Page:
For many of us, television had been a lifesaver during those long lockdown months. Around the globe, increased time in front of the TV has almost doubled with many of us finding comfort in chess-based dramas (The Queen’s Gambit), reality TV (Selling Sunset) and repeated viewings of favorite films (Thelma & Louise). If, however, you’re panicking that you’ve finished bingeing all there is to watch, fear not — there are still more shows and films to be found on Apple TV+.
The ad-free streaming platform is Apple’s version of Netflix, Amazon Prime and Hulu — you can access it via a monthly subscription, or you can get it free for a year when you buy an Apple device — and it features some of the biggest names in the entertainment industry.
Since launching in November 2019, the service has announced partnerships with Oprah Winfrey, directors JJ Abrams, Steven Spielberg and Alfonso Cuarón (who won the best director Oscar in 2019 for Gravity). Other major names involved with Apple TV+ include Sir David Attenborough, Tom Hanks, Sofia Coppola and Billie Eilish, whose captivating new documentary, The World’s a Little Blurry, was released in February. This means that there are at least two months of great TV to explore — and for that, we are truly grateful.
Here are six of the best films, TV shows and documentaries to watch on Apple TV+ right now.
1. Ted Lasso (2020)
Gaining more notoriety after its recent Golden Globe win, this transatlantic offering from comedian and actor Jason Sudeikis and Scrubs creator Bill Lawrence is utterly charming and infinitely watchable. Set in a leafy London suburb, the divorced owner of a failing football club (Hannah Waddingham as Rebecca Welton) hires an American college football coach (Sudeikis as Ted Lasso) as the team’s new manager.
You don’t need to be a football (or “soccer”) fan to enjoy this series. Across 10 episodes, Sudeikis and the cast, which includes Juno Temple and the show’s co-writer Brendan Hunt, deliver a genuinely funny comedy that has heart, soul and skill. Focusing on personal growth rather than wealth and winning, this is a show that is very much of, and for, our times.
2. Palmer (2021)
Justin Timberlake plays monosyllabic former inmate Eddie Palmer returning home after 12 years in prison for attempted murder. His intense, brooding manner is slowly broken down by Sam, a gender-nonconforming kid who Palmer unexpectedly finds in his care. The film takes its time to unravel both the characters’ backstories and its message, and it’s this that makes it successful.
What could err on the side of cliche and predictability instead manages to be thoughtful and engaging. Their relationship is a slow burn and Palmer is far from a perfect role model, yet the film suggests that absolution can be found in the most unexpected of places.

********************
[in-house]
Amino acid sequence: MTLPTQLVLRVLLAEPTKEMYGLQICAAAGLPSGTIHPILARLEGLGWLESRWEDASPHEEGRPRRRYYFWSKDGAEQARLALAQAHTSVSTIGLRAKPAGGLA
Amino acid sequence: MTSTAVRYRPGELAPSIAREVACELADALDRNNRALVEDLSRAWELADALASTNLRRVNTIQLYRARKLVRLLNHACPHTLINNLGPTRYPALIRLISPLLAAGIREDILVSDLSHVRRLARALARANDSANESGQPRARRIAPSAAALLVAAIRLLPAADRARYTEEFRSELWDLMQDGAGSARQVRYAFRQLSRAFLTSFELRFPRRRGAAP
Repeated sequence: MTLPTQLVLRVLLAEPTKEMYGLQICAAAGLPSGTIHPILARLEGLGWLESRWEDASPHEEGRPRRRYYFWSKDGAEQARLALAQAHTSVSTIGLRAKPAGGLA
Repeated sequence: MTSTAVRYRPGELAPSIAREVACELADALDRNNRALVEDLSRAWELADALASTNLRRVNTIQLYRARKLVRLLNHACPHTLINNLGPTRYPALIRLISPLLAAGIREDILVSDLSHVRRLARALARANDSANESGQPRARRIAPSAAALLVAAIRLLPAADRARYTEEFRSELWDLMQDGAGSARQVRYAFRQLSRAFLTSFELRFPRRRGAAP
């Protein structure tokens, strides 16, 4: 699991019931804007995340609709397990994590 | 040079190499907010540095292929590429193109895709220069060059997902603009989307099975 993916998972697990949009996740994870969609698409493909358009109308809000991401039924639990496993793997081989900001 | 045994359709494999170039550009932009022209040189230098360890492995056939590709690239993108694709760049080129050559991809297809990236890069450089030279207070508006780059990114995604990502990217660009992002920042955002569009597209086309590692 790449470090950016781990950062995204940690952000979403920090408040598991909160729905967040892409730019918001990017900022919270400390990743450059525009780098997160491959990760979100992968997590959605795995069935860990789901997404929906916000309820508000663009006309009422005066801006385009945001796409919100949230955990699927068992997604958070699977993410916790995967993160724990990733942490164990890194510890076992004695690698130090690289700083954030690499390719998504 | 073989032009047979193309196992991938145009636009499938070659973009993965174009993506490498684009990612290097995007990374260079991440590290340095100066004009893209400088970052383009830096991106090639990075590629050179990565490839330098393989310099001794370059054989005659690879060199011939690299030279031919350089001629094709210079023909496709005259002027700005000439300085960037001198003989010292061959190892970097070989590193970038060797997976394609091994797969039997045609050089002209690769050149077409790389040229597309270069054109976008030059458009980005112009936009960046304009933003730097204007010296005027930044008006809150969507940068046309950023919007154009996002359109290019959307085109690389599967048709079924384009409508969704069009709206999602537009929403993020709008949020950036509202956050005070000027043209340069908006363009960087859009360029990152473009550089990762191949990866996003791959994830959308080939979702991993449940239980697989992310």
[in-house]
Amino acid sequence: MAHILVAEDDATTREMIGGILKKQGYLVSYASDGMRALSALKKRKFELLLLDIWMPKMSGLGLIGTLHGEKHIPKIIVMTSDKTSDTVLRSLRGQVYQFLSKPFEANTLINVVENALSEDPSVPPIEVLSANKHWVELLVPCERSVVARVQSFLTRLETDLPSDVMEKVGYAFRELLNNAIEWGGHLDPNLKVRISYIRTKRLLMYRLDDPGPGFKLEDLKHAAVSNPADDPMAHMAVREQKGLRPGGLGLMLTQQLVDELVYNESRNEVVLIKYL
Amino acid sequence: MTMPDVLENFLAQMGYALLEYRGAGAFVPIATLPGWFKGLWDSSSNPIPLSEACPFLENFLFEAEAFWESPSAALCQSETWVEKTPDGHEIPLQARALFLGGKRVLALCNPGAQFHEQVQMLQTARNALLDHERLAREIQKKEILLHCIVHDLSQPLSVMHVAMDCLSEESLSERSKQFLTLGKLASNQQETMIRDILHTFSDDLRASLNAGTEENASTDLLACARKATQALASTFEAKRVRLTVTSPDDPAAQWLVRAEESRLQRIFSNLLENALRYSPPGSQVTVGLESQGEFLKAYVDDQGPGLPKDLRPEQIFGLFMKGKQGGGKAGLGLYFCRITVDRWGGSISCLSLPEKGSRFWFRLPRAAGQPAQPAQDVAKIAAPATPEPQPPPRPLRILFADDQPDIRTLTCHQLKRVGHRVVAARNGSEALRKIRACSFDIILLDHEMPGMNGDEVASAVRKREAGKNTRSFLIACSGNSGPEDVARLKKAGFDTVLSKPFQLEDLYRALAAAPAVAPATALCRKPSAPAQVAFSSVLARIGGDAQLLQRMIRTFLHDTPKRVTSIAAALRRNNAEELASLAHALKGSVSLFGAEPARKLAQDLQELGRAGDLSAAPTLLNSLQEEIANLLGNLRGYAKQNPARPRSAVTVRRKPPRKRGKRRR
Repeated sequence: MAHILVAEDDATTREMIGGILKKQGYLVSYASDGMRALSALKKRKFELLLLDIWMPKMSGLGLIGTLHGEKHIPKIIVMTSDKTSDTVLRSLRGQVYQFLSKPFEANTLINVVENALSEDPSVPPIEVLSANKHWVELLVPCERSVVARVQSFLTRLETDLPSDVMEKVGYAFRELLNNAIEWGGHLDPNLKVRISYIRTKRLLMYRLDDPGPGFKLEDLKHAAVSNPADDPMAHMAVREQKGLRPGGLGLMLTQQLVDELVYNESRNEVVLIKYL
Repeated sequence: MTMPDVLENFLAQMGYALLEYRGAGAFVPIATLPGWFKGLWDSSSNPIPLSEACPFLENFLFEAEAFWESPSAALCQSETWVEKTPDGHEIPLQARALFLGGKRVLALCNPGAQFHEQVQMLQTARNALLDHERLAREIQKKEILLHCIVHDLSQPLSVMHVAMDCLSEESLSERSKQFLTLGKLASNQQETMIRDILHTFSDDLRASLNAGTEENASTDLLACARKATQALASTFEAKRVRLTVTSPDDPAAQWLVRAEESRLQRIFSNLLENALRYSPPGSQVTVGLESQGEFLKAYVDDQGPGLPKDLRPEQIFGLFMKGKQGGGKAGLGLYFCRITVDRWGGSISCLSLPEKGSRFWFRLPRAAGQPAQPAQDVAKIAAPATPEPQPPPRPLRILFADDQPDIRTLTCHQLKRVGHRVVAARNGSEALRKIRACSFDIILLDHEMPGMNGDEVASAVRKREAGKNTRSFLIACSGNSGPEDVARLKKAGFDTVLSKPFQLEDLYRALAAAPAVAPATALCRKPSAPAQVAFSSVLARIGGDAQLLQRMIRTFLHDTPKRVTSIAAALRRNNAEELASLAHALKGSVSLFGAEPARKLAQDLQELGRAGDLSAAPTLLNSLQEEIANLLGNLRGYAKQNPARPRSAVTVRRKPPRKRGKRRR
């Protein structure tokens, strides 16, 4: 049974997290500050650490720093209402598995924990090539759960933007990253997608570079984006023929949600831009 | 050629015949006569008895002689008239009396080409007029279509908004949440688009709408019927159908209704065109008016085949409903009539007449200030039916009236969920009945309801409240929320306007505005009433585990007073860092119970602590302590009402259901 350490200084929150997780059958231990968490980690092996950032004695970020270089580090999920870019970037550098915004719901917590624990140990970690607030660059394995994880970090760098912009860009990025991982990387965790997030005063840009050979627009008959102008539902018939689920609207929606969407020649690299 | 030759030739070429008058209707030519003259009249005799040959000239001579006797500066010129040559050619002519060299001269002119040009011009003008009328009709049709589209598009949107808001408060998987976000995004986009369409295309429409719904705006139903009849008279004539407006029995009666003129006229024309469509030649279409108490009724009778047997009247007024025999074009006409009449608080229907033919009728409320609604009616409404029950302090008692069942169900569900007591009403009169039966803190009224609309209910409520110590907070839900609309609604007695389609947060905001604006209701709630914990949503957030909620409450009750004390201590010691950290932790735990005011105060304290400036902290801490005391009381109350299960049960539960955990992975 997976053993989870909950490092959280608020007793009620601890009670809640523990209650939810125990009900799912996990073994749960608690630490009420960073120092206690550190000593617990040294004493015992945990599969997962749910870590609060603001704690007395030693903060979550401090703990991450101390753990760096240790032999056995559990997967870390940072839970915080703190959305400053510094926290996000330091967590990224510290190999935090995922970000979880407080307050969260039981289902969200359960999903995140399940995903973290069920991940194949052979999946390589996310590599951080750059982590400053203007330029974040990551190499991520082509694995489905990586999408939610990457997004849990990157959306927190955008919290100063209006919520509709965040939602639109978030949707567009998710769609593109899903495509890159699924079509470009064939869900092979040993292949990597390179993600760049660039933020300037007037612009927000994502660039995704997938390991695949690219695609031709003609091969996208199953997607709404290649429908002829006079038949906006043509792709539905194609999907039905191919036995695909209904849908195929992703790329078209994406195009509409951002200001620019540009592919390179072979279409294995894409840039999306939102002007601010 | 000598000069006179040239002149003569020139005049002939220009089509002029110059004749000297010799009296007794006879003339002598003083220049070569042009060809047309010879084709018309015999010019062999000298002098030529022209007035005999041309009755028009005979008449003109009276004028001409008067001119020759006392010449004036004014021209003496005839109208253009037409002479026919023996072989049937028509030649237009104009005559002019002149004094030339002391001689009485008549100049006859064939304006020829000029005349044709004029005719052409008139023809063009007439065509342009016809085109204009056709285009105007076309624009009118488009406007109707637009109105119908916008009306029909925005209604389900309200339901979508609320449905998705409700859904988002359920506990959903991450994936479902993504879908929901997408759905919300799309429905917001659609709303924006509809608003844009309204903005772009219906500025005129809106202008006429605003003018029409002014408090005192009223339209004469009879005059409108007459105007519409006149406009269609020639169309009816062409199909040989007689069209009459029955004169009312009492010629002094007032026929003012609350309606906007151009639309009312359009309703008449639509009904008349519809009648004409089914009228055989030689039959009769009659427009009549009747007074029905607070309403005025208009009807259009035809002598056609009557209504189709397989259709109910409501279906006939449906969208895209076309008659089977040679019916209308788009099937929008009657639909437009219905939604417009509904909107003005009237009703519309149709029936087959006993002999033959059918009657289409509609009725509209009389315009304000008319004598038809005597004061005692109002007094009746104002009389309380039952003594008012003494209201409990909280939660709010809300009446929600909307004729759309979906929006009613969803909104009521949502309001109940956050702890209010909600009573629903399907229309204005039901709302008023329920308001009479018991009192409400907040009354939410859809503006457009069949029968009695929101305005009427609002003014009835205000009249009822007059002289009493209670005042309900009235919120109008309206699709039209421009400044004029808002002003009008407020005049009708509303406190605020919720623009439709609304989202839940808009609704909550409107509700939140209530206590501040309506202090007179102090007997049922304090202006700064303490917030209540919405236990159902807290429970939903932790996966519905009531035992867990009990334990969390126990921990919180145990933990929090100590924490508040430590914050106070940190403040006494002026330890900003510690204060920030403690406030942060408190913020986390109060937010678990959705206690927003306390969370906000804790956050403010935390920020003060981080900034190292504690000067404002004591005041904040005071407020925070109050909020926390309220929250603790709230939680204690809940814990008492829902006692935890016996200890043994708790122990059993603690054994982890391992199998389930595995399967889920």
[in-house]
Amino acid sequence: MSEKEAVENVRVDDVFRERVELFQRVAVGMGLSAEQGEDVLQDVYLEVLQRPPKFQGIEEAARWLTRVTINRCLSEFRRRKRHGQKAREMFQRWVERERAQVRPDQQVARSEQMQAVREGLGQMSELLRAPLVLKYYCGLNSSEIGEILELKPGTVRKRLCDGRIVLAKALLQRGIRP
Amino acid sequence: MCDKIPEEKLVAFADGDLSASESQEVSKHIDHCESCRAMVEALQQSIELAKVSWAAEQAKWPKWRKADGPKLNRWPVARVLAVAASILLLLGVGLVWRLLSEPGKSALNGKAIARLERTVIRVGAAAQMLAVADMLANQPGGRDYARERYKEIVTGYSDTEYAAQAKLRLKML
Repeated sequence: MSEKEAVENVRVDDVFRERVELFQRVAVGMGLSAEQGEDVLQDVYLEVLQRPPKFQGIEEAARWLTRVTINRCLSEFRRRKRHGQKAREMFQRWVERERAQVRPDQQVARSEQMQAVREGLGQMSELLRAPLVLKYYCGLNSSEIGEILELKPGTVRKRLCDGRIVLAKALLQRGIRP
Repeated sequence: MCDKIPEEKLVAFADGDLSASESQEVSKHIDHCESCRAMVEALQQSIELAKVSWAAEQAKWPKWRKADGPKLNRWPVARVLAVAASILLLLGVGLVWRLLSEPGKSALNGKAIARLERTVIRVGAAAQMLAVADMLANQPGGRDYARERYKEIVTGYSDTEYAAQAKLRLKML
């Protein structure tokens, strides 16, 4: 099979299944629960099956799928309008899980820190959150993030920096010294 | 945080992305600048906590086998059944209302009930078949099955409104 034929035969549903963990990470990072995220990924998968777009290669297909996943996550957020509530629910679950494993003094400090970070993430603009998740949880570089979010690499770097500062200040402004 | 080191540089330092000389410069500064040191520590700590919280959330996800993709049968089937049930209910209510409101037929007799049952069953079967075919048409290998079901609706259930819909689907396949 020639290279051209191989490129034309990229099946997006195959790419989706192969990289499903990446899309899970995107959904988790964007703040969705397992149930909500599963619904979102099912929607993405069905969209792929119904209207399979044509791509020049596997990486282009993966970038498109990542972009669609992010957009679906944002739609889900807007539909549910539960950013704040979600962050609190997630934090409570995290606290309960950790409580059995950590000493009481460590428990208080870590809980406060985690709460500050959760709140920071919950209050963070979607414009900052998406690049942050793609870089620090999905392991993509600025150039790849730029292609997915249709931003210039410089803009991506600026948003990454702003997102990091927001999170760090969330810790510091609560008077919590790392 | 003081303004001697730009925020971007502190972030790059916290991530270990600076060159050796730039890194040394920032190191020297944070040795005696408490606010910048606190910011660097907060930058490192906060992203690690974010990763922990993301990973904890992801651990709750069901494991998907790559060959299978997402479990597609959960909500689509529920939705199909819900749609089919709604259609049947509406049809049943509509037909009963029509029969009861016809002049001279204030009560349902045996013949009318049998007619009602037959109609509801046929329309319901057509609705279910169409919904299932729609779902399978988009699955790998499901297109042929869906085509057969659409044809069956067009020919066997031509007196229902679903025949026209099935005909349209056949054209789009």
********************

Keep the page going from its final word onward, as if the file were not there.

3. On The Rocks (2020)
Director Sofia Coppola reunites for the third time with the marvelous Bill Murray in this New York-set comedy-drama film, co-starring Rashida Jones and Marlon Wayans.
Murray plays wealthy lothario Felix who is intent on bonding with his daughter, Laura (Jones), a stressed-out mother-of-two and author suffering from writer’s block. Felix decides to become a well-meaning but misguided spiritual adviser to his wearied child, who suspects her husband (Wayans) of having an affair. As the title suggests, there’s both drink and divorce at play during this lightly philosophical movie that ponders relationships, power and parenthood.
4. Oprah Talks Covid-19, The Oprah Conversation and Oprah’s Book Club (2020)
There are no less than three separate series from entertainment mogul Oprah Winfrey on Apple TV+. For her Covid-19 series, she is joined by guests including Holocaust survivor Dr Edith Eva Eger and mindfulness expert Dr Jon Kabat-Zinn to discuss the virus and how the human race is learning to adapt and respond to its impact.
Winfrey pulls out the seriously big guns for The Oprah Conversation, where Dolly Parton, Barack Obama and Mariah Carey get candid, alongside activists such as Ibram X Kendi and Emmanuel Acho. A spin-off from her long-running chat show, Oprah’s Book Club spotlights authors and their best works: Ta-Nehisi Coates dissects The Water Dancer while Jeanine Cummins reflects on American Dirt. As perfectly polished and in-depth as you’d expect from one of TV’s most accomplished broadcasters.
5. The Morning Show (2020)
While season two of Apple TV+’s original launch show might be delayed because of you-know-what, get acquainted with the first season of this fast-paced 10-episode series starring Jennifer Aniston, Reese Witherspoon and Steve Carell.
Aniston plays Alex Levy, a popular morning-show host whose co-anchor Mitch Kessler (Carell) is fired after a sexual misconduct scandal. Enter ambitious novice Bradley Jackson (Witherspoon) whose fresh take on news reporting threatens to derail her more famous on-air anchor. Overall though, it’s Aniston who shines particularly bright in this acerbic, timely and glossy look at the dark and dirty world of morning TV.
6. Billie Eilish: The World’s a Little Blurry (2021)
At nearly 2.5 hours, this incredibly intimate access-all-areas documentary from director RJ Cutler delivers an in-depth examination of the 19-year-old’s creative and emotional evolution during the making of her five-time Grammy-winning debut album, When We All Fall Asleep, Where Do We Go?
We follow Eilish from making the record in her brother Finneas’s tiny bedroom to playing sold-out shows around the world. We see her falling in love and dealing with heartbreak, pushing back against pressure to conform, and learning to live with Tourette’s syndrome. A tale about purity of vision, the struggle with self-doubt, and the glorious realization of dreams and redemption. Eilish is the perfect pop star, long may she reign.
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Originally published on Vogue.co.uk